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Old 05-21-2014, 08:02 PM   #43 (permalink)
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Originally Posted by Xist View Post
Friends and family actually get upset at me for working on my own car instead of paying someone else to do it poorly and they get upset when I ride my bike instead of driving. I am rude when I try to explain why I disagree with their advice.
Your post reminded me of something I read recently from political philosopher and smart mo-fo extraordinaire John Stuart Mill that was like an epiphany to me that explains why “people” or society collectively engage in habits or acts that are unsustainable and/or immoral while shunning those self-thinkers who go seek their own paths to “righteousness” or at least “truth” if you will which is to say habits or acts that are more sustainable both individually and collectively and therefore more moral and “useful" for the long run, like saving fuel, for instance.

Mill in “Utilitarianism” was discussing a problem with something German philosopher Immanuel Kant said when attempting to create a first rule, or golden rule, of philosophical good. Kant said, "So act, that the rule on which thou actest would admit of being adopted as a law by all rational beings.”

The problem that Mill points out is that Kant “fails to deduce from this precept any of the actual rules of morality” and also points out that Kant fails to consider by this rule the very real possibility that “all rational beings”might very well be inclined to adopt, almost universally "the most outrageously immoral rules of conduct.” Slavery comes to mind as an example of this conduct that Mill references.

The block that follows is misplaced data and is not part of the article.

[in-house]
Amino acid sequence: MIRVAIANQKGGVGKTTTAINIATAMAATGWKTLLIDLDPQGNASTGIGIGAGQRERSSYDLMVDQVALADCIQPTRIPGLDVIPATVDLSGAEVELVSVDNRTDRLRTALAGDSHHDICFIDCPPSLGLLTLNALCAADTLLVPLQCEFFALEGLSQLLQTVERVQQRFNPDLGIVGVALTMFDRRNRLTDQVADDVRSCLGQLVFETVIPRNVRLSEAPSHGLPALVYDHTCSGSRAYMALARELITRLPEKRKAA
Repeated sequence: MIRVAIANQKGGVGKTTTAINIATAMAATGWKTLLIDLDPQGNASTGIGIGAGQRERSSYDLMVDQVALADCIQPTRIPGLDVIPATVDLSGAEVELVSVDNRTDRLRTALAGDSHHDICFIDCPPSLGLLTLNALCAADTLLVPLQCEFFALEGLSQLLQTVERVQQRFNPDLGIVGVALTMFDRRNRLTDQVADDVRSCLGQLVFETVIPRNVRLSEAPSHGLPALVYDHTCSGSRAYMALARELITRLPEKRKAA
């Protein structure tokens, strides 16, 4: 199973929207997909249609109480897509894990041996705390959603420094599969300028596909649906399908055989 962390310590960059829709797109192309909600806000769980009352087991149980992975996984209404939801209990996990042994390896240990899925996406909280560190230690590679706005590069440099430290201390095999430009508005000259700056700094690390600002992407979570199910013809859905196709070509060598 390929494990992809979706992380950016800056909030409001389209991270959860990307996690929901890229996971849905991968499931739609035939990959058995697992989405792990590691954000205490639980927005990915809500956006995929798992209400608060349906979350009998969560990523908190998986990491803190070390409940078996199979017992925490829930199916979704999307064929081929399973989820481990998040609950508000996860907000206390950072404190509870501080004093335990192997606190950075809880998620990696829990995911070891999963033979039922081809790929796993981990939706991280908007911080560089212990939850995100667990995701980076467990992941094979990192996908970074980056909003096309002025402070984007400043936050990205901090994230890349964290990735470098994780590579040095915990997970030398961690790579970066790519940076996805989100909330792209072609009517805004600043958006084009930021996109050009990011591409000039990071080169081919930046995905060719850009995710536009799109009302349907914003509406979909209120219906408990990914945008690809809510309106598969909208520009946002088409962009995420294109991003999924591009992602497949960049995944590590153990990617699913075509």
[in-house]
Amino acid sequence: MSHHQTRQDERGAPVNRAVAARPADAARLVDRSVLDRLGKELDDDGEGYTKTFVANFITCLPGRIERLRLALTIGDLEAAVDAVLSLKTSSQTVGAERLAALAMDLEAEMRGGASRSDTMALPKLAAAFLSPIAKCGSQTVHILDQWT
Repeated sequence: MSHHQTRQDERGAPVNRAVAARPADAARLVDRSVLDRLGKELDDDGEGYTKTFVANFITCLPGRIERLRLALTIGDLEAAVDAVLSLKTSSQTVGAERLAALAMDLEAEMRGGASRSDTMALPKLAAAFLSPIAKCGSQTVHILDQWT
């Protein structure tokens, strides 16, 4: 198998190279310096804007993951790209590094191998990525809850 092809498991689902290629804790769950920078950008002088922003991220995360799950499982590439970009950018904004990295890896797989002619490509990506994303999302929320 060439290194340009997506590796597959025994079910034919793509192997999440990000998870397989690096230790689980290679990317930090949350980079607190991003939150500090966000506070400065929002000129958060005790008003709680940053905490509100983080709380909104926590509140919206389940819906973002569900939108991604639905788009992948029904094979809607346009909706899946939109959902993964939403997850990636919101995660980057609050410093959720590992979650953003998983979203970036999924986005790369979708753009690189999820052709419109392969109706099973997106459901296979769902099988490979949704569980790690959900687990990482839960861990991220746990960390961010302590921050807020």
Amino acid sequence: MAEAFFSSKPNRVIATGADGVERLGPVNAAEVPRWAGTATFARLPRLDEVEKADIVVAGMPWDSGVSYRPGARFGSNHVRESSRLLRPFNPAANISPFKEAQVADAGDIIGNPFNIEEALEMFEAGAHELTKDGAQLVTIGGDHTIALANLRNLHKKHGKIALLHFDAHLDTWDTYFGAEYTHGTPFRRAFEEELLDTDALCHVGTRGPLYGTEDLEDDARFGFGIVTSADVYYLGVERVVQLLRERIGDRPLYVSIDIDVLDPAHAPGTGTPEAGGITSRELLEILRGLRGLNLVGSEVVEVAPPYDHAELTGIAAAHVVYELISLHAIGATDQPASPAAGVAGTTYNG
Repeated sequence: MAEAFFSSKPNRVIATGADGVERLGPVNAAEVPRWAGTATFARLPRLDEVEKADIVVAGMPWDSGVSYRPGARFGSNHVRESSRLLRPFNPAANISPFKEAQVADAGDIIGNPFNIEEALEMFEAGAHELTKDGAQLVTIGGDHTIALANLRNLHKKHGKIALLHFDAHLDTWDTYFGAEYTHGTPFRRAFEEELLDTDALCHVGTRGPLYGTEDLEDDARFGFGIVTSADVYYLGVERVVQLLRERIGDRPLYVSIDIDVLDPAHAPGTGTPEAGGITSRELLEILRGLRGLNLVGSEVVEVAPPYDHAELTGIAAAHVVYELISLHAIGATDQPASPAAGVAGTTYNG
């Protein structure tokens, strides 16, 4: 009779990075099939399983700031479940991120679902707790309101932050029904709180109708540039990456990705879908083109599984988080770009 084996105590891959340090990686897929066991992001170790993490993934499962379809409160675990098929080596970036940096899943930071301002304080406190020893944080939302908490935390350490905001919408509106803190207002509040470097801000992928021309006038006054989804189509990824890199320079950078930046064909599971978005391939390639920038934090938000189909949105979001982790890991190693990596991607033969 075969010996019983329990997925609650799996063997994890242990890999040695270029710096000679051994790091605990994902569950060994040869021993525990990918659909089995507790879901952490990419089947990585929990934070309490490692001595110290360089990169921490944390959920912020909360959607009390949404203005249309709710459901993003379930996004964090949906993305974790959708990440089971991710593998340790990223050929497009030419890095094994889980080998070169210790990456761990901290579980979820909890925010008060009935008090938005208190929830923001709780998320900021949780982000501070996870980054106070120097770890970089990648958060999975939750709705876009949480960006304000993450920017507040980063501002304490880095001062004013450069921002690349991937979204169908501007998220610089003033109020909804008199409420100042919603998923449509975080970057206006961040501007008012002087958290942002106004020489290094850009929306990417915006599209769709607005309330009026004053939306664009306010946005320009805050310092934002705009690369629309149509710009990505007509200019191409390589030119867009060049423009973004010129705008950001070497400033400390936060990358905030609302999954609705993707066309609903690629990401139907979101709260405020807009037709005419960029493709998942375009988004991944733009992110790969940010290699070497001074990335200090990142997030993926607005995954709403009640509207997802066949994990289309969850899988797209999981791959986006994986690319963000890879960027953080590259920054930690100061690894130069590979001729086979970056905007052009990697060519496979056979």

I guess I’m here to argue that Mill would probably consider collectively wasting gas to the degree that our Nation does to be an example of our society engaging in a behavior that is generally agreed by most to be “rational” or at least tenable, (this is necessarily so because the U.S. burned through 7 billion barrels of crude last year) but that is really, when you think about it, immoral to the highest degree to the extent that future generations will and should judge our generation harshly for leaving them no oil.

So, to hell with anybody who chastises you for riding a bike instead of driving.

I close by stating that hypermiling is an obsession onto itself and that the great societal benefits of saving fuel beyond all of us individually saving tons of money at the pump are mostly incidental and often not even considered…we’re not environmentalists, necessarily, we’re just trying to put up a big number, aren’t we? But we all ought to stop and be proud of ourselves--that we are blazing a trail that MUST and will be followed, ultimately, lest the future fortunes of generations of mankind take a severe downturn for a want of adequate petrochemical resources.
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